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Agreement between objective and subjective definitions of inactive disease, remission and minimal disease activity in juvenile idiopathic arthritis
Pediatric Rheumatologyvolume 9, Article number: P197 (2011)
In juvenile idiopathic arthritis (JIA), substantial disagreement between physicians, parents and children over disease remission can lead to difficulty in assessing the efficacy of treatments. It is, therefore, important to ascertain whether clinicians’, parents’ and children’s opinions converge and diverge and whether the recently developed criteria for inactive disease (ID) or minimal disease activity (MDA) may help enhance concordance.
To evaluate the concordance between established (“objective”) criteria for ID (1) and MDA (2) and physician’s, parent’s and child’s “subjective” assessment of remission in children with JIA.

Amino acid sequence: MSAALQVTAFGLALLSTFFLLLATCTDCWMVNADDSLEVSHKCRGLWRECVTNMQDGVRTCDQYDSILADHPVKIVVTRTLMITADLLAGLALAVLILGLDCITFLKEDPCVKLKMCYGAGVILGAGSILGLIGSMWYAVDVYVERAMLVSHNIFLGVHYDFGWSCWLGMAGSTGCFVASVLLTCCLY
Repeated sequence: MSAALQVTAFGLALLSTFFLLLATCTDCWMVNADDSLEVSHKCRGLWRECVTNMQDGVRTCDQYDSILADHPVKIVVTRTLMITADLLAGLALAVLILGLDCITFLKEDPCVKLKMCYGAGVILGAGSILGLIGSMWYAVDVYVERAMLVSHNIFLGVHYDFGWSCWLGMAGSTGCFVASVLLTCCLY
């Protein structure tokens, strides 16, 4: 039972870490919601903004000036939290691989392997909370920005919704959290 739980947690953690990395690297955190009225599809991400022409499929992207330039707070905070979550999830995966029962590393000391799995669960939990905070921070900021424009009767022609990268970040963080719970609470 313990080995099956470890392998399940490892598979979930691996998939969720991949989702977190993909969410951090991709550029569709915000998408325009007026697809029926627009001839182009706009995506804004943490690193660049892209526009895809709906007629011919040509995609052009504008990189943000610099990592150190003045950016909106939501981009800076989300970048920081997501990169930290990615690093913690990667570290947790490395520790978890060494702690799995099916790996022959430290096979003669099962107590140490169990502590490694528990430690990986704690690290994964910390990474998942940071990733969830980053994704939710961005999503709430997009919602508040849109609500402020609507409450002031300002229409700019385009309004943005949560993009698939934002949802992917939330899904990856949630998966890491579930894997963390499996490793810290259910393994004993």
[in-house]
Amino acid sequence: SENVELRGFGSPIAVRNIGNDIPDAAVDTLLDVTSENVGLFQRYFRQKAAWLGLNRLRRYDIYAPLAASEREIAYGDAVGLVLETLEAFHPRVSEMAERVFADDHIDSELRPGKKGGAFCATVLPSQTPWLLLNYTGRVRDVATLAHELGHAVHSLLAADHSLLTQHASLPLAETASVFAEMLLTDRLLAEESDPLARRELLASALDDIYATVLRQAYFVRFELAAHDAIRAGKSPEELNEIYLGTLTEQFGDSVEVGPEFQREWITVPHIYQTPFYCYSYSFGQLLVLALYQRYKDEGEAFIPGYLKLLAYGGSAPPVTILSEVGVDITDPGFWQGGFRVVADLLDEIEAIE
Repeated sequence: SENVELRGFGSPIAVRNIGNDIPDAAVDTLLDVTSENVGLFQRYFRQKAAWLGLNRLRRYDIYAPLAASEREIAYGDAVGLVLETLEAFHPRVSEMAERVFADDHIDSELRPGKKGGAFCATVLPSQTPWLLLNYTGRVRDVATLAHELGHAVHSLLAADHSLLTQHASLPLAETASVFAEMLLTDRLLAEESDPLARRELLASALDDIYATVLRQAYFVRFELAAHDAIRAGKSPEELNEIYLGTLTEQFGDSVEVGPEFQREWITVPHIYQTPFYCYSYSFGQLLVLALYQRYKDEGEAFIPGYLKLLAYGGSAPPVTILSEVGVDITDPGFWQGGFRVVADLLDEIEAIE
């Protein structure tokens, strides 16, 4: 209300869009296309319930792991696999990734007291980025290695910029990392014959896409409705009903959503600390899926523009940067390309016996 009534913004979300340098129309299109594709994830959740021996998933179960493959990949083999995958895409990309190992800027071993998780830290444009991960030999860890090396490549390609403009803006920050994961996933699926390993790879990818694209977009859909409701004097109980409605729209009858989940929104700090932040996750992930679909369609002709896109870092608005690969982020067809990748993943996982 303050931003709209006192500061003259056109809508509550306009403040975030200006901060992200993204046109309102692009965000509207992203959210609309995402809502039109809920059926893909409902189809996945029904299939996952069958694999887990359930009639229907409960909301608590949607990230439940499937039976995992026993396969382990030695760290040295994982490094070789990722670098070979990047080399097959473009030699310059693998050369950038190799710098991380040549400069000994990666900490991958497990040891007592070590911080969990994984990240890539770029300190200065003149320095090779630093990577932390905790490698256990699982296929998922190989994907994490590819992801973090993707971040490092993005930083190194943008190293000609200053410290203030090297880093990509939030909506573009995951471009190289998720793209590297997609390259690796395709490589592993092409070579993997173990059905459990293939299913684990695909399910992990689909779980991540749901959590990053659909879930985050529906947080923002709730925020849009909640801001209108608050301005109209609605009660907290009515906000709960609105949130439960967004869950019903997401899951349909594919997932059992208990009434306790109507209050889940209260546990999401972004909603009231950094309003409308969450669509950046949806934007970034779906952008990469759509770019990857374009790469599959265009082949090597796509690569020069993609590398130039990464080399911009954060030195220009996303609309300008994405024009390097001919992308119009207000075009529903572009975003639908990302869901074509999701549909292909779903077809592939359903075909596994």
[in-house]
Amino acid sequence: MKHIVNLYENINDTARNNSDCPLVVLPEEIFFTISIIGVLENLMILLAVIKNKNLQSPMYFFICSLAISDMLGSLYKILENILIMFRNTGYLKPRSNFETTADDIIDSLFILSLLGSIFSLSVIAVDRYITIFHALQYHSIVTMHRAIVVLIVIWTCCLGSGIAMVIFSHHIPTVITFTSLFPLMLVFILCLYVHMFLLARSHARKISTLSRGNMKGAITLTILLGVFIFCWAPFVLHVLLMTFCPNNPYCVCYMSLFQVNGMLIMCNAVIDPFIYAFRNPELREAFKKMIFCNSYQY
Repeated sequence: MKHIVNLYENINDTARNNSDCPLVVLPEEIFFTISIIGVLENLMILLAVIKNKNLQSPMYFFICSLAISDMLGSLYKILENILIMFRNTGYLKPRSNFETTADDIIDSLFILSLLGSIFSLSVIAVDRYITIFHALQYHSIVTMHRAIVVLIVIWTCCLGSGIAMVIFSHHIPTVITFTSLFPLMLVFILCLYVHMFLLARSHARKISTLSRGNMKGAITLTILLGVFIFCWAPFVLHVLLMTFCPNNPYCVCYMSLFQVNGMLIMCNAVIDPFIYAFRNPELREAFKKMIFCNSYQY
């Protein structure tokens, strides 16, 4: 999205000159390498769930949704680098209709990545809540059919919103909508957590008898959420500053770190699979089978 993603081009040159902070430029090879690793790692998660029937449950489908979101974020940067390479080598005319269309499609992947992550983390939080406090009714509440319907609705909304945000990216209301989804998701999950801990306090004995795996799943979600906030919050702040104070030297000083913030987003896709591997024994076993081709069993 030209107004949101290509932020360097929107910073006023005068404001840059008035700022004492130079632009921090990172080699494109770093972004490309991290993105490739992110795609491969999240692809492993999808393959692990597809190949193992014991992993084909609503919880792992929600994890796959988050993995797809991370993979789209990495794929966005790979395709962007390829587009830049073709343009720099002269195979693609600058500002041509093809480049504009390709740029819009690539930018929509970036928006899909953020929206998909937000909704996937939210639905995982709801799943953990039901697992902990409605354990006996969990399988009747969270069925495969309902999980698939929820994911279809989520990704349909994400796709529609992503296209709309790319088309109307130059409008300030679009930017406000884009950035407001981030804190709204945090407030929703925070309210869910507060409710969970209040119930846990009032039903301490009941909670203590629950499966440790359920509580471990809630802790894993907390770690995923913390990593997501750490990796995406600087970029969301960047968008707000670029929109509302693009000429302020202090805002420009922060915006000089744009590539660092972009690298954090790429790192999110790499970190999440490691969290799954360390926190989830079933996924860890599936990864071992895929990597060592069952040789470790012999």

A total of 618 consecutive children underwent the assessment of the traditional physician-reported, parent-reported, and child-reported outcome measures in a total of 1779 visits. Furthermore, at each visit the physician, a parent and the child were asked to judge independently and subjectively whether the disease was in remission or not. The first visit in which the criteria for ID and MD were met or that was judged as corresponding to a state of disease remission by the physician, the parent or the child was identified. Concordance between objective definitions of ID and MDA and subjective definitions of remission was examined by means of kappa statistics (<0.40=poor agreement; 0.41-0.60=moderate agreement; 0.61-0.80=substantial agreement; >0.80 excellent agreement).
The level of agreement (kappa values) between definitions is reported in table 1.
There was substantial agreement between physician’s subjective rating of remission and the presence of MDA and ID, and between physician’s and parent’s subjective rating of remission. Agreement between parents and children was excellent. Agreement was poorest between parent’s and child’s subjective ratings of remission and the presence of ID.